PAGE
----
My wife brought home the news yesterday from her bus commute that one of our neighbors has been diagnosed with prostate cancer.
I immediately asked my wife to see if the guy wants to talk with someone about it. I can imagine the shell-shock he must have felt at getting the news.
It has been nearly two years since I got the first hint that I may have prostate cancer. An MD first noticed a spike in my PSA at an annual check up in April 2007. By August it had been confirmed by follow-up tests and a biopsy, and I had my robotic laproscopic surgery in September.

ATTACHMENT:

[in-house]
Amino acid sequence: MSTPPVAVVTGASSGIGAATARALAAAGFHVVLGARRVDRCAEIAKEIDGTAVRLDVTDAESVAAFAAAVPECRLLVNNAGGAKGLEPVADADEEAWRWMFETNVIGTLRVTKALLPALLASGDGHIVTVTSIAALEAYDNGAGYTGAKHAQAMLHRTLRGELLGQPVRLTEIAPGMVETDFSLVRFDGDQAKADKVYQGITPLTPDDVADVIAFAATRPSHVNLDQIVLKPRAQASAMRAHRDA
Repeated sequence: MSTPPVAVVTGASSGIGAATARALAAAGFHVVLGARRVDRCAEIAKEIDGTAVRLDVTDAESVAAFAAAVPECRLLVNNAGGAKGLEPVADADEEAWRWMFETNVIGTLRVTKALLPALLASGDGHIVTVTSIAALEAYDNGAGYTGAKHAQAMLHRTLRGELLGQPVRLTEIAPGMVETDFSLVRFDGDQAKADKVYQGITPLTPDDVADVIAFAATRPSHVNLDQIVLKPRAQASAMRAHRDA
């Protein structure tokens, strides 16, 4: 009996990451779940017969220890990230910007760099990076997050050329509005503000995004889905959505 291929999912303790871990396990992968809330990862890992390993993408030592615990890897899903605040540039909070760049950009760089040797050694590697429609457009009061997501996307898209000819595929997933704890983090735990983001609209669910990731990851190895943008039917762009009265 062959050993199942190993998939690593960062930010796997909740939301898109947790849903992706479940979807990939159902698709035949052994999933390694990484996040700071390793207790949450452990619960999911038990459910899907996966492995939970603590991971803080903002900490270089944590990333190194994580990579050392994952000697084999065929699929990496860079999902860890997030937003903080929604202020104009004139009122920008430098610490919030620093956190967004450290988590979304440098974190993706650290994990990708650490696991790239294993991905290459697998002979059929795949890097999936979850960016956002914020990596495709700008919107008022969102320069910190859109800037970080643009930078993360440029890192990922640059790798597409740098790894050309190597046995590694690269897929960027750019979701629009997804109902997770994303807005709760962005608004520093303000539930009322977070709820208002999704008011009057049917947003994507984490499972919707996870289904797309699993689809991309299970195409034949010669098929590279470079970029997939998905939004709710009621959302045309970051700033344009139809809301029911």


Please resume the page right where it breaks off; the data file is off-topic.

My first reaction was surprise, then shock (my father and a close relative had both died of cancer).
Even though the diagnosis was scary for me, I had a lot of support from my family and medical community. I got busy reading about prostate cancer and its treatment. Luckily, I was "healthy" enough to get surgery that would take the bastard out of there for good.
So what I'll suggest to our neighbor is to listen to his doctor, get a second opinion, read up on the disease, contact a prostate cancer support group and make a decision.
Then I'll warn him that even when the cancer is gone, the side effects of treatment can linger. Men suffer varying degrees of incontinence or erectile dysfunction, but there are ways to deal with those problems too.
The important thing is to take action and not passively accept fate.